It is also important to take into consideration, in this context, that the members of the taskforce referred to above also confirmed that 'several controllers provide users with several options (typically, representing each category of cookies the controller wishes to store) with pre-ticked boxes on the second layer of the cookie banner (after the user clicked on the "Settings" button of the first layer),' pointing out that 'pre-ticked boxes to opt-in do not lead to valid consent as referred to either in the GDPR (see in particular recital 32 "Silence, pre-ticked boxes or inactivity should not therefore constitute consent") or in Article 5(3) of the ePrivacy Directive.'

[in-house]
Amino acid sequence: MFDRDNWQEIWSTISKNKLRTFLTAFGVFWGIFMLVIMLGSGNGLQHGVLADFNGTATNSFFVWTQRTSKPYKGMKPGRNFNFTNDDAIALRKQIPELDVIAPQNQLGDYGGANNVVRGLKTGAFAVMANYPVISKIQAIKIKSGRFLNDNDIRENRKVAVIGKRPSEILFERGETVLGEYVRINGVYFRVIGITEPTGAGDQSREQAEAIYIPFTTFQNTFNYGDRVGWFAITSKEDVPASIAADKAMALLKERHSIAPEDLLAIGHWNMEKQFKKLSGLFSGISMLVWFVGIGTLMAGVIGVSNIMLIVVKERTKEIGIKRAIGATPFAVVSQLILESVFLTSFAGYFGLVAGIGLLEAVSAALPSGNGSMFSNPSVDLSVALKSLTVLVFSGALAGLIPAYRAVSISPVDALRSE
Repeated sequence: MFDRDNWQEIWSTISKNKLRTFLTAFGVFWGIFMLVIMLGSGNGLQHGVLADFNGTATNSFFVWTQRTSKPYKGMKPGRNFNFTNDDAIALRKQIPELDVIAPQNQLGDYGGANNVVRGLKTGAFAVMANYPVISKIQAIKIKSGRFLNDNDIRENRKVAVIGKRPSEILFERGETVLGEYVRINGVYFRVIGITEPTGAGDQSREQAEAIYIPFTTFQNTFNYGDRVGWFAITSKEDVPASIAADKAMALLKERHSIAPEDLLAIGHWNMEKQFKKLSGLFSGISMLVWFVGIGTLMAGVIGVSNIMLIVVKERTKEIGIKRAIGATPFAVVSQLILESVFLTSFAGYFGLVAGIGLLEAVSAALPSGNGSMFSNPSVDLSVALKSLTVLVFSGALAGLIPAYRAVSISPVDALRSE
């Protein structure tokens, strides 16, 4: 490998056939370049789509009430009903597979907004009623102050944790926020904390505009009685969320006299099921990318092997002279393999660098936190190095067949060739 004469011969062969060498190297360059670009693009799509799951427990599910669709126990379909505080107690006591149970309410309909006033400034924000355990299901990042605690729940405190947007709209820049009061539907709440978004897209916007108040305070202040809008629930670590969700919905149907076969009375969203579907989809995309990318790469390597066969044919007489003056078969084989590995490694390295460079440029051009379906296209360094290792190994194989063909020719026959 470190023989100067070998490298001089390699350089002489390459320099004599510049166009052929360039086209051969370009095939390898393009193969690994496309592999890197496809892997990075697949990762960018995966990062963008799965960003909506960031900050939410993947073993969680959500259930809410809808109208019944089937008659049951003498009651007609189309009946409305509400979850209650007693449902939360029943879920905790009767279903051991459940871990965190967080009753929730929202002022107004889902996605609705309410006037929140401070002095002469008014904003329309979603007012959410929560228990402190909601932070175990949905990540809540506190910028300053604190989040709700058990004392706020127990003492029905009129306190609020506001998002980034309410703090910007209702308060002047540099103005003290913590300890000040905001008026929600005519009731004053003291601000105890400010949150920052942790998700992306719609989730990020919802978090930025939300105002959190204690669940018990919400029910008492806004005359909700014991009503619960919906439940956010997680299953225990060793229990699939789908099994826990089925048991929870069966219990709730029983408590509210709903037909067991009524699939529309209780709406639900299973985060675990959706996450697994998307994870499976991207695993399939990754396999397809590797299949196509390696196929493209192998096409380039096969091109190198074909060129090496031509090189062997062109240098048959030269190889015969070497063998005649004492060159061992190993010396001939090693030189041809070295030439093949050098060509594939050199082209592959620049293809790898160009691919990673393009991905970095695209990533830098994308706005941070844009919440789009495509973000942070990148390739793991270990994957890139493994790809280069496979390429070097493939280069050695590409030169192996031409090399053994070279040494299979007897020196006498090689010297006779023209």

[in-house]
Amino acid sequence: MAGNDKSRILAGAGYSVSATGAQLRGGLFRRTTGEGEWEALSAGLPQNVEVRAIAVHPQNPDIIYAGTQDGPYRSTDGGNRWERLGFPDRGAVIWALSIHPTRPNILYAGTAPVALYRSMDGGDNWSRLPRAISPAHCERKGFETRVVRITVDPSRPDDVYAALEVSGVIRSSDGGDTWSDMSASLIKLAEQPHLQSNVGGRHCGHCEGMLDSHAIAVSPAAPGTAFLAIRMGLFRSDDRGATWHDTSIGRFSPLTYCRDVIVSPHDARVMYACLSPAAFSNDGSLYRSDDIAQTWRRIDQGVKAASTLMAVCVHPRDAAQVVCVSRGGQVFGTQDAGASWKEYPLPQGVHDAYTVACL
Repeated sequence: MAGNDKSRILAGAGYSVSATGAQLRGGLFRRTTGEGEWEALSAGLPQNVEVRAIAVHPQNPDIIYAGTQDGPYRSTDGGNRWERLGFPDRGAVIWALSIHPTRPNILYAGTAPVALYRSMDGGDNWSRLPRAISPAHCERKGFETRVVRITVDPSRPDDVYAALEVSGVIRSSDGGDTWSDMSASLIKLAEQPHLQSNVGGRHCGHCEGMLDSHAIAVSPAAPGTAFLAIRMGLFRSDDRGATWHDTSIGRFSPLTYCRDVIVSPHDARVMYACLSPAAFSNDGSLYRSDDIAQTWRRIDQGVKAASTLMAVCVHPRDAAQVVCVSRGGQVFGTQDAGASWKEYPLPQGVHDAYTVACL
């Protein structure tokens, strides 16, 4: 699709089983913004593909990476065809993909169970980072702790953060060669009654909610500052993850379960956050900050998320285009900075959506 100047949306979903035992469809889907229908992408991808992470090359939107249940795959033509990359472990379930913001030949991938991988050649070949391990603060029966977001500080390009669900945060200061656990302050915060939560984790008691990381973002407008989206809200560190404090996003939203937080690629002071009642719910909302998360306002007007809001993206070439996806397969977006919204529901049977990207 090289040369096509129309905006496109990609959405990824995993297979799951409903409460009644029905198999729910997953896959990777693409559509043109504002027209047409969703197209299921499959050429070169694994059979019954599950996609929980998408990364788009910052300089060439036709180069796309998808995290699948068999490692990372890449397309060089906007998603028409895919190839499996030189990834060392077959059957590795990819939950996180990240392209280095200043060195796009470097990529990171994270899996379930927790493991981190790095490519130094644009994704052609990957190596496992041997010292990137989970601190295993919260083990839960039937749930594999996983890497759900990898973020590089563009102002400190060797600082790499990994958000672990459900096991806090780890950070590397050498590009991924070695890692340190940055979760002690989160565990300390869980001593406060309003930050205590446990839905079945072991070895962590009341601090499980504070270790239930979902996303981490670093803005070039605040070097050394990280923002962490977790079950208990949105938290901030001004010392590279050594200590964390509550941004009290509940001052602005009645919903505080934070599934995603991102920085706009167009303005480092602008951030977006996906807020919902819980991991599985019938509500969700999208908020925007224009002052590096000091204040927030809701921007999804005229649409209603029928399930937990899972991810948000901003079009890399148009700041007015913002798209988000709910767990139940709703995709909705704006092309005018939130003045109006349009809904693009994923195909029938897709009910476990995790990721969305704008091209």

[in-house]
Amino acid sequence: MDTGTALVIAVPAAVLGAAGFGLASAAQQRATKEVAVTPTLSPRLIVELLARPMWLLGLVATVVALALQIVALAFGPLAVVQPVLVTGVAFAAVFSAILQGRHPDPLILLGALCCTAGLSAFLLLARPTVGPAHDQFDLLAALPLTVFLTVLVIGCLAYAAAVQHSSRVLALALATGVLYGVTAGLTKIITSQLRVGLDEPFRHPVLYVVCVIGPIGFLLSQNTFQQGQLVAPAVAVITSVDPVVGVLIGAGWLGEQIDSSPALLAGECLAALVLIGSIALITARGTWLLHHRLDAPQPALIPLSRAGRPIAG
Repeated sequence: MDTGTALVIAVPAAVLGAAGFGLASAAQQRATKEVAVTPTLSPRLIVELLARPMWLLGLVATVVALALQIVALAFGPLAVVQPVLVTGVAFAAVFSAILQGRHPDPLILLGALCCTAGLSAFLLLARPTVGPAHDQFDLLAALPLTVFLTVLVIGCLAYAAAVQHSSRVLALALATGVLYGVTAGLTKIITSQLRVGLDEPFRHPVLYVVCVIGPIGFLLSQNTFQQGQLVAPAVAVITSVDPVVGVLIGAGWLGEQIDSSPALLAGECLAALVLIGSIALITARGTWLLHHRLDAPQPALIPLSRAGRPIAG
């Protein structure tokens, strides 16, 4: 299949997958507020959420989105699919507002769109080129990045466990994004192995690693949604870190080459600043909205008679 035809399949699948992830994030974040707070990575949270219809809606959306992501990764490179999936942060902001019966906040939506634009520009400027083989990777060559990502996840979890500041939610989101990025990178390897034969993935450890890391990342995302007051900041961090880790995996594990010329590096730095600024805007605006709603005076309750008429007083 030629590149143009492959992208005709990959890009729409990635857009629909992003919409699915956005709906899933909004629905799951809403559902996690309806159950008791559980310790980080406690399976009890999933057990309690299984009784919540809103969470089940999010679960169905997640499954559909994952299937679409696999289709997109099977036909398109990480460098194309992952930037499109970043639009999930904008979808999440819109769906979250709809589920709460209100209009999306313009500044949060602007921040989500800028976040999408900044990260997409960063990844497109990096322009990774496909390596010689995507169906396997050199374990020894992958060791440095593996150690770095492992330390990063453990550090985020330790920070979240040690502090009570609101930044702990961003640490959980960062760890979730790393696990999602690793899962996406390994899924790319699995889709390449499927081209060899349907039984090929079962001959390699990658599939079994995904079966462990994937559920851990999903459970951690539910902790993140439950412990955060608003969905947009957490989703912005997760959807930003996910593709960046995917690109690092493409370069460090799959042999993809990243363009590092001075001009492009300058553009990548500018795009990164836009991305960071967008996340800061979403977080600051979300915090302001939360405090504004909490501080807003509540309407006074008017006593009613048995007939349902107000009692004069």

Reminding users of their choices
Data protection authorities have issued different guidelines on this matter, varying from six to 24 months. In this regard, publishers should consider information laid down by local regulators.
Nevertheless, it can be understood that six months is a reasonable and minimum period of time to periodically remind data subjects of the consent given.
Why were the requirements to maintain records of consent removed?
IAB Europe makes notice that records of consent were not defined in previous policies, 'due to Data Protection Authorities having issued different guidelines and recommendations on the various methods that can be employed by data controllers to demonstrate proof of consent.'
Nonetheless, the new TCF policies take into consideration the various methods referred to by data protection authorities and leave to participants the definition on how the GDPR requirement should be met.